Festival of Social Science: COP26 Universities LIVE, Climate Change Conspiracies and Covid, and Pirates and Exploding Man!

Categories: University Campus

As part of the Economic and Social Research Council (ESRC) Festival of Social Science, the University of Salford is hosting a programme of virtual and in-person events throughout November to celebrate all things social sciences.

Running from 1 – 30 November, the festival offers something for everyone, covering topics such as the environment, sustainability, law, psychology, wellbeing and health. 

Everyone is welcome to attend the free Festival of Social Science! The full programme of events can be viewed on the festival website and a selection of highlights can be found below.


  • COP26 Universities LIVE

Monday 8 November, 5.00pm – 6.00pm. This event is taking place online.

Tune in to a one hour live stream focused on ‘This Week at COP26’ where the speakers will be reacting to the Presidency programme, bringing in their own social scientific research insights to the discussions of the day and including reactions to press responses. It will be similar to the ‘newspaper review’ on BBC News 24, but with a unique social scientist’s take on the proceedings. Sessions will be streamed live on YouTube, Twitter, and Facebook.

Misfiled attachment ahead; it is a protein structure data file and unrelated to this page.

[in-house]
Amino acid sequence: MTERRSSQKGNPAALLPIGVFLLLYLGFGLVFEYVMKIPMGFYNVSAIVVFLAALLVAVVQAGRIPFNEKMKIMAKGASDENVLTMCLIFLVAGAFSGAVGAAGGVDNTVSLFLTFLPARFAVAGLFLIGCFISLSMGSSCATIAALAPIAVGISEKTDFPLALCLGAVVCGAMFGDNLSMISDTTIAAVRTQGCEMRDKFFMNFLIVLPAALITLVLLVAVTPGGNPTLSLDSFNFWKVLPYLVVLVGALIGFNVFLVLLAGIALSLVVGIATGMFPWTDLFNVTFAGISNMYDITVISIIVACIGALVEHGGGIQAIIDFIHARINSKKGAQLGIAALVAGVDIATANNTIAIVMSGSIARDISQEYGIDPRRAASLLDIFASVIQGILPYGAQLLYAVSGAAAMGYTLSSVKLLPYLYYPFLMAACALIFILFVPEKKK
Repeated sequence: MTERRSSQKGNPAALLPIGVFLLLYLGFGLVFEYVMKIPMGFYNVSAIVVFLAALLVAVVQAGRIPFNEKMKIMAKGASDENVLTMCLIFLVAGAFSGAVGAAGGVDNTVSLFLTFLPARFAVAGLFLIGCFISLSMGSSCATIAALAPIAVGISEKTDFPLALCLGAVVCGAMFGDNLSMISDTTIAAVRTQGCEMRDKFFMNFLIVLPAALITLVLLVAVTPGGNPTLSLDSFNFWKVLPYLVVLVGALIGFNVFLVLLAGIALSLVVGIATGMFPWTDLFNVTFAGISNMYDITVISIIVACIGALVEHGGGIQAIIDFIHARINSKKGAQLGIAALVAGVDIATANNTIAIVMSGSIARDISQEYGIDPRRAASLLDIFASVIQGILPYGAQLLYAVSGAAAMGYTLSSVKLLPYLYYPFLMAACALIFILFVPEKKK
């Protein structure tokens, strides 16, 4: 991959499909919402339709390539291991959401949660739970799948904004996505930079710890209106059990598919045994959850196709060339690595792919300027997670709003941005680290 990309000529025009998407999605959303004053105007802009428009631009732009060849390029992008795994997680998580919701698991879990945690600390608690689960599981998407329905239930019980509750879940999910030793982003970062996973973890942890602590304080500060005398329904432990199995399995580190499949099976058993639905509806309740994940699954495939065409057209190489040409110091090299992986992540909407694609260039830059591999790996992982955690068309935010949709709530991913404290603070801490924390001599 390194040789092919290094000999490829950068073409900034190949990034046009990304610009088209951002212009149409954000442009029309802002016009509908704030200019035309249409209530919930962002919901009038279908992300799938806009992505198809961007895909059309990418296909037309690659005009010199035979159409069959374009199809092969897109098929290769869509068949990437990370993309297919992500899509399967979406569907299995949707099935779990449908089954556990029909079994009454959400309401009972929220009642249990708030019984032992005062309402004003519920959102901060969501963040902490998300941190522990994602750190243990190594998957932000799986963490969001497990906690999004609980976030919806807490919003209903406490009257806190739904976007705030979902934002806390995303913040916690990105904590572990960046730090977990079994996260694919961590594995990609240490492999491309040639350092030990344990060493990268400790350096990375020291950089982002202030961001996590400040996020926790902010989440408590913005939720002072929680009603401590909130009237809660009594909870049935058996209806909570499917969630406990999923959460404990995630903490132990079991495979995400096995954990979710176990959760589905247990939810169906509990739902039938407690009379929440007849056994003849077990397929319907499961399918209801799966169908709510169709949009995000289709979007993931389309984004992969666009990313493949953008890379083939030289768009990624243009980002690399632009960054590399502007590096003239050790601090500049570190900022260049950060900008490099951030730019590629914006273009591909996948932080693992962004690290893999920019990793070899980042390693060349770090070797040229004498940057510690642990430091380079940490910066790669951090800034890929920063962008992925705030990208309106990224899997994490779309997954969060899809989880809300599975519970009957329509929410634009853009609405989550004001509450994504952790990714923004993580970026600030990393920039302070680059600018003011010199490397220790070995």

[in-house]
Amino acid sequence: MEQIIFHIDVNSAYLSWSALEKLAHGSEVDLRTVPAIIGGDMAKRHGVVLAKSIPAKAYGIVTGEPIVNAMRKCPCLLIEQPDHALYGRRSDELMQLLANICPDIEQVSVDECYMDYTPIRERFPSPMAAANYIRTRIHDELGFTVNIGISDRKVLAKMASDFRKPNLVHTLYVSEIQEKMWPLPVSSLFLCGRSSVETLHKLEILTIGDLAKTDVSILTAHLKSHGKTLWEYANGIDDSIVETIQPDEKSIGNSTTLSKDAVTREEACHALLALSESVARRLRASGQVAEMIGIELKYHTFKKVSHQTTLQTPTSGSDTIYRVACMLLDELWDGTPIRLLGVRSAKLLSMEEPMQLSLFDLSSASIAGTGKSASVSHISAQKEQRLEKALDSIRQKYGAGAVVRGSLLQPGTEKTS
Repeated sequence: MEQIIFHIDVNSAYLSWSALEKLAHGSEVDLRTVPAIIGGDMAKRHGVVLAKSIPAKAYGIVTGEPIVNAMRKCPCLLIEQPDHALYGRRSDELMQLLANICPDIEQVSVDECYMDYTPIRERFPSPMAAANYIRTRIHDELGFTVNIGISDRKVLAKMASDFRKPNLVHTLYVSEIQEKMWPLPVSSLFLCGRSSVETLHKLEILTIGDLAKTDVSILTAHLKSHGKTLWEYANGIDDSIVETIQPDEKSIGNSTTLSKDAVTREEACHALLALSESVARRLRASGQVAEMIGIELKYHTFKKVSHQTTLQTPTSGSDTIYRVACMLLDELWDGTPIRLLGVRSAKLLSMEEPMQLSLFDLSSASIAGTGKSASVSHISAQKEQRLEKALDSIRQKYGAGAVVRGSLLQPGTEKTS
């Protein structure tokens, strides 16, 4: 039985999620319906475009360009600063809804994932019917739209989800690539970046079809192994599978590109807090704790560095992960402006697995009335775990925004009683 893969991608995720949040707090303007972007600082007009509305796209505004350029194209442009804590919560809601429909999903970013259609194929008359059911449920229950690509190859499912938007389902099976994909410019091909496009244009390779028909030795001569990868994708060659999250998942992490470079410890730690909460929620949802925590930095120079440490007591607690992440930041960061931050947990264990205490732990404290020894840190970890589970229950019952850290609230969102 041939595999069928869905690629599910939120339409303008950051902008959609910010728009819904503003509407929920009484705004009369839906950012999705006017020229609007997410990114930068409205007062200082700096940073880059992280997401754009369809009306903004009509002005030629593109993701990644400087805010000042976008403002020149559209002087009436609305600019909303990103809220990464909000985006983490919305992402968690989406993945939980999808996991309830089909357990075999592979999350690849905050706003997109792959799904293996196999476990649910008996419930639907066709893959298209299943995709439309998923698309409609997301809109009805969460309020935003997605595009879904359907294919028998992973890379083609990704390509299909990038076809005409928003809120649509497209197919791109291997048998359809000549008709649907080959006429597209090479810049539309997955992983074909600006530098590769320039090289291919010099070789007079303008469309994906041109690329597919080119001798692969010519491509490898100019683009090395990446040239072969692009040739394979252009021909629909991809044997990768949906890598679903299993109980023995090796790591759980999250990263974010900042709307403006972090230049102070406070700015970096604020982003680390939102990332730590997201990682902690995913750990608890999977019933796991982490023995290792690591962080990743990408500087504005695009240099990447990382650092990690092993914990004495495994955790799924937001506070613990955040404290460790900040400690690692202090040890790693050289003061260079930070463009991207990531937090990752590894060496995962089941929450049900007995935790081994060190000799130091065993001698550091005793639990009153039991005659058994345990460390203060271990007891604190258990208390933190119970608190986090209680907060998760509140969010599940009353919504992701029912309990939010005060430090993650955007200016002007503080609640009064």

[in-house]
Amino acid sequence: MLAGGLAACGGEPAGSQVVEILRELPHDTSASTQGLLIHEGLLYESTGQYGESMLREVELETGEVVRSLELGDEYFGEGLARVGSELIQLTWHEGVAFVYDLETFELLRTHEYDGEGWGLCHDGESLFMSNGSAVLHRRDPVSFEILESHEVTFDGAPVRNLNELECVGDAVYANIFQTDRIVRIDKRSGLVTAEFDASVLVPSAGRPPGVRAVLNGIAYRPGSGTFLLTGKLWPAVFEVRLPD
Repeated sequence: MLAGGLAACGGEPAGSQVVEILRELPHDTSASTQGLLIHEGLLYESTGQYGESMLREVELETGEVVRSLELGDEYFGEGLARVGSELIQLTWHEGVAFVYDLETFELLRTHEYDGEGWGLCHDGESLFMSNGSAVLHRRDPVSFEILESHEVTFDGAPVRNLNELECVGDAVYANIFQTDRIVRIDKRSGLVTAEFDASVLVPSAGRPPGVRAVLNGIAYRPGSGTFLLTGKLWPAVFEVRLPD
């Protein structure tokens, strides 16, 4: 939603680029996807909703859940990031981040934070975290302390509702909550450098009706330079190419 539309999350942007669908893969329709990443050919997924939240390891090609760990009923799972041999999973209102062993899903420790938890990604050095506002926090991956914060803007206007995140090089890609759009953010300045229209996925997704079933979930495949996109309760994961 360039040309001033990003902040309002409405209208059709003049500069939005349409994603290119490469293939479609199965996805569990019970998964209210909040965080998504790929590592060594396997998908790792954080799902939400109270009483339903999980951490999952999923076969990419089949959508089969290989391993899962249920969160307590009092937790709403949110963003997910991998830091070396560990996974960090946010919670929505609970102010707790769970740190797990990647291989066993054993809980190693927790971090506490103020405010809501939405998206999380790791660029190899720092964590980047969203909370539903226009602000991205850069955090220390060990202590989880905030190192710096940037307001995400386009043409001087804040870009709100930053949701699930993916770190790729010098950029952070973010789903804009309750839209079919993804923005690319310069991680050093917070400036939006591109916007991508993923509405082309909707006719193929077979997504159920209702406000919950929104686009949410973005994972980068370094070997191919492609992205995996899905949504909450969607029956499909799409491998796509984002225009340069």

• Climate Change Conspiracies and Covid

Saturday 13 November, 11.00am – 1.00pm. This event is taking place online.

The growth of online conspiracy theory movements denying climate change and Covid represent an existential threat to our planet. How can we counter this vast online extremist cult network? This workshop examines the rabbit hole, prevention approaches and how to rescue people from it. Attending will help counter these toxic ideas and provide tips for those dealing with loved ones caught up in conspiracy theories.


  • Pirates and Exploding Man! A Hazard Signs Interactive Intervention

Tuesday 23 November, 10.00am to 12 noon, online and in-person, venue TBC.

Accidental poisoning in young children is a major problem globally. Unfamiliar symbols are interpreted according to what is familiar; often wrongly. Children show a more imaginative and credulous approach. Primary school children are at intense risk of accidental poisoning and burn injury so this programme will check understanding of hazard signs, and then increase understanding and awareness in both children and adults in order to keep children safe. A version of this programme can be experienced in a fun, interactive way. WARNING: Adults perform no better than children in this activity!

This event will be supported by students from a Salford high school.

For a full programme of events please visit this website.

For all press office enquiries please email communications@salford.ac.uk.